Is it good practice or not to give the user a notification of a successfully performed action? Like saving or deleting an item. Is it annoying and excessive or is it useful?

I am mostly referring to a toast notification, i.e. an auto-expiring notification

3 Answers 3


It is best to give some sort of feedback. The Netflix DVD Queue doesn't pop anything up, but it gives clear visual feedback that something has happened and that you can undo it. Netflix Queue Feedback

Gmail provides an actual popup, but it's completely ignorable. enter image description here

The problem with modal popup notifications is that stopping what you're doing in order to close notifications - that's what's "annoying and excessive."

So yes, provide feedback. And no, don't require users to close the notification.


Yes it is the best practice to show feedback messages on such actions... it means your system is having conversation with the user and the user is aware of what is happening, but don't annoy with too many alerts.

With a feedback cycle, you can tell the user what is going on in your application. However, keep in mind that the applications’s feedback should not be too annoying. Remember Microsoft’s Office Assistant “Clippy the paperclip” used in previous Microsoft Office versions giving you suggestions all the time? Feedback should have an additional benefit for the user and not distract him. With meaningless or too much feedback you will make the user experience worse – so use it wisely.



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  • Ah, I see what you mean :) But what is "too many alerts"? How easy is it to annoy him? I have a graph where the user are able to add, delete, edit and copy different element. My guess is that he will probably perform more than one action each time he enters the web application. Each action is saved as it is performed.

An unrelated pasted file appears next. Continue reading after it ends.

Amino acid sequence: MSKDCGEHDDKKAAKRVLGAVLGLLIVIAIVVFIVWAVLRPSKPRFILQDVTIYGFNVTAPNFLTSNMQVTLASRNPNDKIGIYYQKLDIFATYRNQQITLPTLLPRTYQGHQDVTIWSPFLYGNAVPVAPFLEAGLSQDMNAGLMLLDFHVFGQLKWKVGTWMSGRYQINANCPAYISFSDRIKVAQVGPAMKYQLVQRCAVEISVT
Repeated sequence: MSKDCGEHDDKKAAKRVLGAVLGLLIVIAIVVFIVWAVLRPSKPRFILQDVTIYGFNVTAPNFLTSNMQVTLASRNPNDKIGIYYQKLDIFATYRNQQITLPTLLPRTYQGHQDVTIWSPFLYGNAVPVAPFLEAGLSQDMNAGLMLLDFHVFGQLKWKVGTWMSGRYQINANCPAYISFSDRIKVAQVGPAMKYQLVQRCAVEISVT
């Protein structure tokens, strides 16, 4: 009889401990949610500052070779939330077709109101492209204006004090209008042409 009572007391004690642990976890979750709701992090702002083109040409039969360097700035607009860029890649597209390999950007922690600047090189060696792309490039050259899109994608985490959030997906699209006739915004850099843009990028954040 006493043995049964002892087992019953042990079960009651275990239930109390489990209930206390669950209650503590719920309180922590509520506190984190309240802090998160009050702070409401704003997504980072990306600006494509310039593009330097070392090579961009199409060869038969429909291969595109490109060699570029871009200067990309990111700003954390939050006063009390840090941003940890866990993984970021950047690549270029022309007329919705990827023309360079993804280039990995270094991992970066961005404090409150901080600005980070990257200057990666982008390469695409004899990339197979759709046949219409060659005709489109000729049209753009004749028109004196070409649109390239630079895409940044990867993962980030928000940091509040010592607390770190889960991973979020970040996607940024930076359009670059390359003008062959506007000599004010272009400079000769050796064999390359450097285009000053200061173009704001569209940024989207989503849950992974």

– efrethe
    May 31, 2016 at 12:02
  • @tessfred now it is more clear... Show the feedback inline with the component the user is modifying/saving... check the edit.
    – Diego
    Jun 1, 2016 at 3:29

Based on the comment you made to Diego, your question is a lot different than what it looks at first sight.

If you require a lot of interaction, then don't offer a notification each time, and don't save each action immediately.

Instead, create sessions where the user can do any amount of actions (you can autosave every X amount of minutes). In these sessions, allow to undo everything, and for each action performed use a subtle animation/transition so the user understand something happened. This information transmitted by the transition should be enough to convey the message.

After the user is happy with the changes, offer to save the changes as in any other app, and then display a "your changes have been saved" message.

By doing this, you won't overwhelm your users, you'll keep then informed of their interactions and you'll have one and only one notice for what is a single process (content edition).

Taking the Gmail example by Ken Mohnkern : just imagine if every time you perform an action when creating an email (editing, deleting, changing fonts, etc) you get a message. You'd be alienated in no time. Instead, all those actions are just subsets of the main action: send a mail. Thus, you get the message only when you send a mail or create a draft, not every time you perform an action.

In short

Use messages sparingly, and always try to define what the main action is, paying special attention to destructive actions

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